While the movement of Rwandans into Uganda is still restricted at the Mirama Hills/ Kagitumba Uganda-Rwanda border, the inflow of trucks has generally increased following the closure of Katuna and Cyanika border posts.
Several trucks are parked in Ntungamo town 37 kilometres away from the border due to the long queue on Kagitumba border awaiting clearance to transport goods to Rwanda. However, only a few trucks are coming from the side of Rwanda to Uganda.
“We have been clearing on average 40 trucks a day, but now we clear more than 250 daily since the other posts are closed.
The government invested too much in constructing this one-stop border post and clearing only 40 meant that it was not performing as expected.
I think this is a blessing in disguise for this border and people living around it,” Mr Ali Kakande, the clearing agent at Kagitumba border, said on Monday.
Residents of villages around this border say the border is busier than it has ever been in the past 20 years, but there is no business going on apart from clearance.
“When you allow trucks to move and the people’s movement is limited then how do we make business? Rwandans are not allowed to enter Uganda, while us are allowed to enter without interruption there is mutual suspicion that we can avoid too, we can’t take there anything for sale and they can’t cross to get anything,
the border has been deployed with soldiers including on illegal routes, there is no business apart from seeing the trailers which we don’t eat,” Mr Rajab Niwagaba, the Kirama village chairperson says.
According to Mr Niwagaba, people and goods destined for Uganda are restricted and not cleared to enter. He, however, says that those going through Uganda to other countries, for example, Kenya are allowed to cross the border.
He notes that at least 14 taxis have been moving to and from Rwanda daily but since Wednesday none has travelled there.
Mr Edwin Mugabe, a money changer at the station says businessmen are making losses both in Uganda and Rwanda as people’s movement is restricted.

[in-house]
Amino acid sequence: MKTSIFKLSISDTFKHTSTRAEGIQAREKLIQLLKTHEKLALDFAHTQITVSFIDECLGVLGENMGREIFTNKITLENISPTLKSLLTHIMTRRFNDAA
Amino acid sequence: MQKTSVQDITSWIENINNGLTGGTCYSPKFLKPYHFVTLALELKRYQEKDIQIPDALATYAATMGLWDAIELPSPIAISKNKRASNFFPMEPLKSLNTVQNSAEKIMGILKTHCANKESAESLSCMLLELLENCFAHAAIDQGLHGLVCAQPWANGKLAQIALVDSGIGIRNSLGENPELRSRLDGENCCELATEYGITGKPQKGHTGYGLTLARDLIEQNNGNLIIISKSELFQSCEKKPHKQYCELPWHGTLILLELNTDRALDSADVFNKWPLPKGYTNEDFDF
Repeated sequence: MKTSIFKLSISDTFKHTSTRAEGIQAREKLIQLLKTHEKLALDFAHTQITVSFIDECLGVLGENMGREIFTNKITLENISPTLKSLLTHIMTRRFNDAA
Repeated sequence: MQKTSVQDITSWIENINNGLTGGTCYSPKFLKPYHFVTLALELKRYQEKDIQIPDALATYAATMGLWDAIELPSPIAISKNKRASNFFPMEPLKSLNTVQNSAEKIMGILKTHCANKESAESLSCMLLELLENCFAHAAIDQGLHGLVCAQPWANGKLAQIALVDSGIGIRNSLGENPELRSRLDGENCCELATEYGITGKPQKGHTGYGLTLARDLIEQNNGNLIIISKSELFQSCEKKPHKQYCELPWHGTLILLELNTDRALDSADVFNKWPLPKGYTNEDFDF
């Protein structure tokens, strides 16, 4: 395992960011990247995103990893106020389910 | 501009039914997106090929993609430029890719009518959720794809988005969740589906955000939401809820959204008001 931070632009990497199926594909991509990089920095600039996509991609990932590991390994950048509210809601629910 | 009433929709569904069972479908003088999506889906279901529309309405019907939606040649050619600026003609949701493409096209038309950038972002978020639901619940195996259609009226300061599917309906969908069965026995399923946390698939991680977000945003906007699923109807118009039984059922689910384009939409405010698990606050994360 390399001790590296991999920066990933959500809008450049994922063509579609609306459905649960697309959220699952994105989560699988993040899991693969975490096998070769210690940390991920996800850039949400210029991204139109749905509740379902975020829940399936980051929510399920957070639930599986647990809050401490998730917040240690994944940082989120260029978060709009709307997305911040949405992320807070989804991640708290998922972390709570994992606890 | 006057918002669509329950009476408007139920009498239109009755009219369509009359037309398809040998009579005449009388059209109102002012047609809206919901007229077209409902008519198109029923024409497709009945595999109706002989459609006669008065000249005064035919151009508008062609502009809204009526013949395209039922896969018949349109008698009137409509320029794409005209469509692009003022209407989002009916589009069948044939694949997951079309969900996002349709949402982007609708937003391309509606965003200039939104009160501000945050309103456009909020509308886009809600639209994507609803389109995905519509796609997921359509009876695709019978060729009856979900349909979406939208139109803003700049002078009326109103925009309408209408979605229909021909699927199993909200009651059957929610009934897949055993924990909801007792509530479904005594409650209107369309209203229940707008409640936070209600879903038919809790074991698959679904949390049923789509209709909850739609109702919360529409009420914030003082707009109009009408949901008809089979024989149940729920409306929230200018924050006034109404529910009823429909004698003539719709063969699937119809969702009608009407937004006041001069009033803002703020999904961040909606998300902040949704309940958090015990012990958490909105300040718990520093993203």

This reporter however learnt that there are some Rwandans crossing the Uganda border ungazetted routes.
“Government is supplying us some food but it can’t be enough for our families. I swear if this goes on, many people will either commit suicide or be killed crossing to Uganda to get food.
My wife is sick and she can’t eat posho, if they kill me crossing I would have died to save my wife at least,” a Rwandese national who illegally crossed to Uganda told this reporter on condition of anonymity.
The Kafunjo-Mirama town council chairperson Mr James Turyahikayo Habineza says the two governments need to resolve the impasse as soon as possible if they really care about the livelihoods of their citizens.
“Some Rwandan children are schooling from here, others are getting food and health care from Uganda. We are brothers and sisters with Rwandans since there has been intermarriage, what if a relative dies and people from either side have to cross to for burial, won’t it be a shame to stop mourners?” he said.
Mr Habineza adds that the border challenges may go a long way in making the borderline insecure like in 1970s and in 1984 when instability was witnessed after several lapses.
“Everyone is worried, while we are being allowed to cross but we can’t be secure crossing.
There has been precedence in the past when such things happen we experience insecurity and at times war, we hope both governments are working hard to have their issues resolved.”
The impasse comes as the Rwandan and Ugandan governments are constructing another border post at Kizinga with more vehicles expected to pass through Rwentobo off Ntungamo-Kabale road joining the Mirama –Kigali high way at Matimba which will be a greater short cut compared to Mirama hills and Katuna.
By Daily Monitor